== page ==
Cooking with the (Silent) Stars: Harry Houdini’s Deviled Eggs (RECIPE FAIL)

I’m cooking my way through the 1929 Photoplay Cookbook but I sometimes take detours along the way. I’m going to be dusting off a recipe that I made a year ago but was so bad that I decided to bury it. But then I realized that my most popular recipes are really gross, so here we go!

You can catch up on all my past taste tests here.

The Stag Cookbook is a rather punch-downy attempt at humor, the central premise being that men were oppressed in the kitchen and that mean women laughed at their efforts. Aww, what poor wittle bunnies. Didums burn the toast and get heckled? We women would have been ever so much sorrier for you if we were allowed to have our own lines of credit without a male guardian before the 1970s.

I wrote about the book’s obnoxiousness here but basically it is a bunch of male celebrities sharing their best recipes (or “recipes” as the case may be) to show that men could indeed cook. Needless to say, this cookbook did not make much of a case for their prowess at food prep.

I chose Harry Houdini’s deviled eggs to try because I love deviled eggs and Houdini is a rare early 20th century celebrity with serious modern name recognition. What could possibly go wrong?

Oh, Harry. Harry, you needed to stick to the handcuffs.

Like I said, I made this recipe a year ago and shot the results with an older camera. I also came down with a rather bad cold that night, which I will happily blame on the Stag Cookbook.

The recipe isn’t exactly precise but that’s pretty normal in retro cookbooks. I boiled the eggs using my usual method of poking the large end with a pin and boiling them in water and baking soda for 11 minutes. At my altitude, this produces a beautiful egg with a slightly gelatinous center.


I have no idea what nonsense Houdini is spouting about slicing off the end of an egg because my egg halves stay up just fine. Unless he’s slicing them through the equator but who does that?

I mashed the yolks with two tablespoons of melted butter, a little cayenne, a few splashes of white white vinegar and a pinch of mustard. (The recipe did not specify prepared mustard or powdered. I used powder because there was already vinegar in the thing.)

I intended to pipe the paste into the egg whites in a decorative manner but one taste and I knew that it wasn’t worth the effort. I just smashed it into the whites and taste tested as quickly as I could to get it over with.

Score: 1 out of 5. Oh that was vile and a waste of beautiful eggs. The butter doesn’t work with the egg once it unmelts and the spices are uninspired. The vinegar is just kind of unpleasant in this recipe and there’s no creaminess to soften it. Further, eggs need salt to taste there best and while there is salt in the dressing, there is none in the eggs. (I didn’t make the salad. Why toss good ingredients into a bad recipe?) It just was sharp and weird and not at all tasty.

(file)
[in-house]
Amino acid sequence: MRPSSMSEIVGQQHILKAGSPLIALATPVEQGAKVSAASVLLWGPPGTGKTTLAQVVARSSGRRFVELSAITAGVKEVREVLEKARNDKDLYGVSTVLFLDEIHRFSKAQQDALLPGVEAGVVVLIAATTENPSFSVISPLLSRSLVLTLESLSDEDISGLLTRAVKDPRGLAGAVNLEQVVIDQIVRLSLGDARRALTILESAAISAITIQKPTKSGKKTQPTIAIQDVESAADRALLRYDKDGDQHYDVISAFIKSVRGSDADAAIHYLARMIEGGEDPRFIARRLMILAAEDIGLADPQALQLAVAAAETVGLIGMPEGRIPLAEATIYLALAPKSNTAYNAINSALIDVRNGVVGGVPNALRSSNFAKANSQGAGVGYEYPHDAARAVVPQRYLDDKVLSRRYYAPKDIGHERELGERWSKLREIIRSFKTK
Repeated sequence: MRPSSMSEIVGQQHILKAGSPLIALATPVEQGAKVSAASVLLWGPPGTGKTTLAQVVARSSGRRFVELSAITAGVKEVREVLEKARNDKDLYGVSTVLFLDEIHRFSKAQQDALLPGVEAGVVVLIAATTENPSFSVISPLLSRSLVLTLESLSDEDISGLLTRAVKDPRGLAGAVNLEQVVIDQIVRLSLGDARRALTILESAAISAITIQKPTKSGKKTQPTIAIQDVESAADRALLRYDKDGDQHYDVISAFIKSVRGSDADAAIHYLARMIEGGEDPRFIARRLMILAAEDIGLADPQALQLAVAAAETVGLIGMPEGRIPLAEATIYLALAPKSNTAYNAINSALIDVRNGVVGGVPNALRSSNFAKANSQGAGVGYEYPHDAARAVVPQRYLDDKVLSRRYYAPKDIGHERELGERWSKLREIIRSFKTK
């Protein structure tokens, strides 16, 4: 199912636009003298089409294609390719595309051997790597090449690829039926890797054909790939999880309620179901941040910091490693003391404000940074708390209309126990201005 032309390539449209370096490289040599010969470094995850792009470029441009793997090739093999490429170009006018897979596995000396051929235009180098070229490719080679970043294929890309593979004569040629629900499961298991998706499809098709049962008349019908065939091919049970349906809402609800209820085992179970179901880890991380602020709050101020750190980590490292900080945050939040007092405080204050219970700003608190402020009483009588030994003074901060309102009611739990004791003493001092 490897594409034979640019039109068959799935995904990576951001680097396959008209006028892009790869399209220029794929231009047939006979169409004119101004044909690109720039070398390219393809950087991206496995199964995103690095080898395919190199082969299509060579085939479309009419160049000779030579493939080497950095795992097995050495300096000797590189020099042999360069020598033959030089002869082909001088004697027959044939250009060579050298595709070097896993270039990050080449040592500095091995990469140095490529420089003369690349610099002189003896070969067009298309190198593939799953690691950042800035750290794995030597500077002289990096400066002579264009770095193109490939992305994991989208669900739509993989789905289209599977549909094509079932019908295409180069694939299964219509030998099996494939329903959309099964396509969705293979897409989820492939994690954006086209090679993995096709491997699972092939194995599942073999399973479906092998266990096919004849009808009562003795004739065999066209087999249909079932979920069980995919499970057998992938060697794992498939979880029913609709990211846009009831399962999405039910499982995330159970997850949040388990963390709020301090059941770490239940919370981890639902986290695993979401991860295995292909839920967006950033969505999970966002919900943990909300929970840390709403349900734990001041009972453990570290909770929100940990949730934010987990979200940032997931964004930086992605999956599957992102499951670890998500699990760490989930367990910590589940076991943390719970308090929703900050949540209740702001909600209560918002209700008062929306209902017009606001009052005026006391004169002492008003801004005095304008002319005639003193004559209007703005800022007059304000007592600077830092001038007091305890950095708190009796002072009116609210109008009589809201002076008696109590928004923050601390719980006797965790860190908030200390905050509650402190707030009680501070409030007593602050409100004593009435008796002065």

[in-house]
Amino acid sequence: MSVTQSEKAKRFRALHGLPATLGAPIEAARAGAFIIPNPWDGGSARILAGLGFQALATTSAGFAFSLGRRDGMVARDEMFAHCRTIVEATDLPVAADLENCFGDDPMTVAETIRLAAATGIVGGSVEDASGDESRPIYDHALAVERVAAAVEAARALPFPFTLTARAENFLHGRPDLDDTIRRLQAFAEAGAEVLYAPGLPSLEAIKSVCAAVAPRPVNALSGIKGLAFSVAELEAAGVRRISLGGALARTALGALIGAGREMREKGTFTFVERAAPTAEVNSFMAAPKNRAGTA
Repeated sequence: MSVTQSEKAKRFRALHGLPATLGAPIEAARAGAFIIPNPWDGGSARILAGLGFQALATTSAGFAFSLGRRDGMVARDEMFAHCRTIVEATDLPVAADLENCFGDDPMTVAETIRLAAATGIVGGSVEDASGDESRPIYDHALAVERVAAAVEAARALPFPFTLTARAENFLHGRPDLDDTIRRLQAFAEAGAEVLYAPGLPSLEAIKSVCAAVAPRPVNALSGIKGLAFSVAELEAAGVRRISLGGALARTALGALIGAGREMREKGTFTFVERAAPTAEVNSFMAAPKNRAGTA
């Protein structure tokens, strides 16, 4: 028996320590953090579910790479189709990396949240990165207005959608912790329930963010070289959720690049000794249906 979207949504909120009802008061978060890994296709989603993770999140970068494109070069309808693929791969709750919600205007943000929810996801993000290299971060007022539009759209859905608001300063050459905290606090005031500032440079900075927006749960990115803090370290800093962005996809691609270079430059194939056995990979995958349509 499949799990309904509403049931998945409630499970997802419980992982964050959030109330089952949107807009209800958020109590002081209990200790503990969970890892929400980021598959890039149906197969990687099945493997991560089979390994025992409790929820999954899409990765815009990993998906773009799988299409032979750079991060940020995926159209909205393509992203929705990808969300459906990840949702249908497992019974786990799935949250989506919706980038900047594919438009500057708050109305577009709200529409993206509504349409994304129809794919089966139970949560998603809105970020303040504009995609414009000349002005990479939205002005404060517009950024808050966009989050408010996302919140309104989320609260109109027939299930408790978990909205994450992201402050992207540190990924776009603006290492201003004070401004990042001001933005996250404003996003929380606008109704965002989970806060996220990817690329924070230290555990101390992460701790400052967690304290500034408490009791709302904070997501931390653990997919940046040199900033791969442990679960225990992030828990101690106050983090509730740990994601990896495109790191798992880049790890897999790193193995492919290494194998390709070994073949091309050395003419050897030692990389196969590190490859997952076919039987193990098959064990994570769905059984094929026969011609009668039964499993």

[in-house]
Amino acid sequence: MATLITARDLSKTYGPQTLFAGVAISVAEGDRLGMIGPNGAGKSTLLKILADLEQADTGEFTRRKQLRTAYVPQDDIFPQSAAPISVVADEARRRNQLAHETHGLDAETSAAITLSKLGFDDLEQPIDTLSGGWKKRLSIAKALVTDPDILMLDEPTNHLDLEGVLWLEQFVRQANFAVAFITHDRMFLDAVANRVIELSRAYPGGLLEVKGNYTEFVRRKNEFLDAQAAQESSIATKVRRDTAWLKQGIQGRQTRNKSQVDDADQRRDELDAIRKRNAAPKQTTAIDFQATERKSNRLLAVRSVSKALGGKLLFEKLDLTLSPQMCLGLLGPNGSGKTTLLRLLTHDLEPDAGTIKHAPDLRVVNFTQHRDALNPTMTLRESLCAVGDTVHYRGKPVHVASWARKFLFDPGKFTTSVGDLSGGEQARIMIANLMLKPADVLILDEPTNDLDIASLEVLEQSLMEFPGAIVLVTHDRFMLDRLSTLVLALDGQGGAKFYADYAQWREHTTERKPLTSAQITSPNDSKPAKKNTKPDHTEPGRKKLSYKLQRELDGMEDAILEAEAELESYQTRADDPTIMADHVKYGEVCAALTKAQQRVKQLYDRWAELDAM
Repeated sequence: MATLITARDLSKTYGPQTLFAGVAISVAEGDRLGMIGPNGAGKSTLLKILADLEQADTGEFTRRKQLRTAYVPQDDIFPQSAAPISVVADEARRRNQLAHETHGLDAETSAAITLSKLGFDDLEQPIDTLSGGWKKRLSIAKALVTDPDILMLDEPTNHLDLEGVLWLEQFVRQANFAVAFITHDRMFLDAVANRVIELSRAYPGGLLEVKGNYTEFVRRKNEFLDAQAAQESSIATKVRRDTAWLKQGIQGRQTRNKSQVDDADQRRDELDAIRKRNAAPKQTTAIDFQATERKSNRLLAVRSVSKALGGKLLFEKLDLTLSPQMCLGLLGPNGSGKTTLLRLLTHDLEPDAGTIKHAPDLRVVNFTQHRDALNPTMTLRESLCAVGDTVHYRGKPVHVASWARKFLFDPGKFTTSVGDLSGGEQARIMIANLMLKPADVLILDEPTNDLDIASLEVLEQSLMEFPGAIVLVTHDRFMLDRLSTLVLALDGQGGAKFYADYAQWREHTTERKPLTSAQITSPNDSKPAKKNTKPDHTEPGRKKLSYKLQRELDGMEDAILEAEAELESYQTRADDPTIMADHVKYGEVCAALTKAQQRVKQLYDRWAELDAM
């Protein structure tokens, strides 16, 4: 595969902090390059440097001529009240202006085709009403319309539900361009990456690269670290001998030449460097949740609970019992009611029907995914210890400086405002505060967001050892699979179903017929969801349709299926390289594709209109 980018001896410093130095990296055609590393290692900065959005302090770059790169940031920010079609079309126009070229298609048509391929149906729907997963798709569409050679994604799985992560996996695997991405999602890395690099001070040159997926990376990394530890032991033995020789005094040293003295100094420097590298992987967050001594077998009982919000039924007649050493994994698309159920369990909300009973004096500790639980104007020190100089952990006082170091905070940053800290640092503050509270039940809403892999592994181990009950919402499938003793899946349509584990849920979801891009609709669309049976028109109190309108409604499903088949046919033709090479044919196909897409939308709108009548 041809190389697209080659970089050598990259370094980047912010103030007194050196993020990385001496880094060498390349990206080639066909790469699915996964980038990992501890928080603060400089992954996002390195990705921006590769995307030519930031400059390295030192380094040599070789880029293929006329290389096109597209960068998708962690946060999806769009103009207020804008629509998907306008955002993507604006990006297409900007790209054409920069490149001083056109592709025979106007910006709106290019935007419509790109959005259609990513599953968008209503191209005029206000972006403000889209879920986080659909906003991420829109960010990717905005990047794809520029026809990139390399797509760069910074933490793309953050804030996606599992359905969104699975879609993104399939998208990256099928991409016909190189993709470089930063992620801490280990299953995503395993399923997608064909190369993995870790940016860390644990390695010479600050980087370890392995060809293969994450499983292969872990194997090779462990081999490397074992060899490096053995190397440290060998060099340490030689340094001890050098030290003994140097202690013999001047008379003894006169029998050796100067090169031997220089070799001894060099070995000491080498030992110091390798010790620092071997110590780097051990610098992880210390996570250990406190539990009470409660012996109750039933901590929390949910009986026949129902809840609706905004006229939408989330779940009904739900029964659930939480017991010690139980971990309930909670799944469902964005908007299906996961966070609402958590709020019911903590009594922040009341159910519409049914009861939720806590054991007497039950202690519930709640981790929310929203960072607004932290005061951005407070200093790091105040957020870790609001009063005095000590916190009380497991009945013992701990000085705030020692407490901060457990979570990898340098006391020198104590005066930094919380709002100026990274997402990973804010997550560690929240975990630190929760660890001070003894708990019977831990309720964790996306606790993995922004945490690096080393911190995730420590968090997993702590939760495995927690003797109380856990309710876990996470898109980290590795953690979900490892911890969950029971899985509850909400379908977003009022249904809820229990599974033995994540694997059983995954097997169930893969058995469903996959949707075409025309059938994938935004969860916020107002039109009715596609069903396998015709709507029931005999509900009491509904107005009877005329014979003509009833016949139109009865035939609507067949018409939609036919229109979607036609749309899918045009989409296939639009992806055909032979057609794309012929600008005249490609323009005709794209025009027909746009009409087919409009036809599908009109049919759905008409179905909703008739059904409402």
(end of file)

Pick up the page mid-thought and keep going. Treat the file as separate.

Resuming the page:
We ended up scooping out the filling and eating the whites. One taster quipped that these egg were magical: we made the centers disappear.


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  1. Mim (@crinolinerobot)

    The recipe for the yolks isn’t *that* far off making mayonnaise (egg yolk, vinegar, oil, mustard), so it’s surprising it didn’t have a slightly mayonnaisey quality. Though actual quantities might have helped; old recipes are a git for that.

    1. Fritzi Kramer

      I think the main difference is that the yolks have been cooked so the other ingredients couldn’t emulsify or merge with them quite as well. I really blame the melted butter because it played hell with the texture and didn’t offer enough flavor to compensate.

  2. Marie Roget

    Despite bringing a horrible, lingering cold back with me from The Frozen North (my complete sympathies for your sinus infection and everyone’s else’s various winter-related ailments), even in my diminished state I can see Houdini’s Eggs are not worth the time to prepare. They succeed in the one thing I thought difficult: making deviled eggs totally uninteresting 😦

  3. donnahill441

    I expect there was no mayo because Houdini was a jew? I’m almost entirely confident he was not one to keep Kosher. Perhaps his upbringing? In any case, ick. I loved deviled eggs, and must be liberal with the mayo!

    1. Fritzi Kramer

      Well, since mayo is made from eggs, I don’t think that could be the reason. Substituting dairy for eggs (butter for mayo) would have made them non-pareve, which would have complicated their incorporation into kosher meals. Maybe it had something to do with preservation? Butter could be salted and keeps pretty well but I imagine mayo could be risky in the days when not everybody had an icebox.

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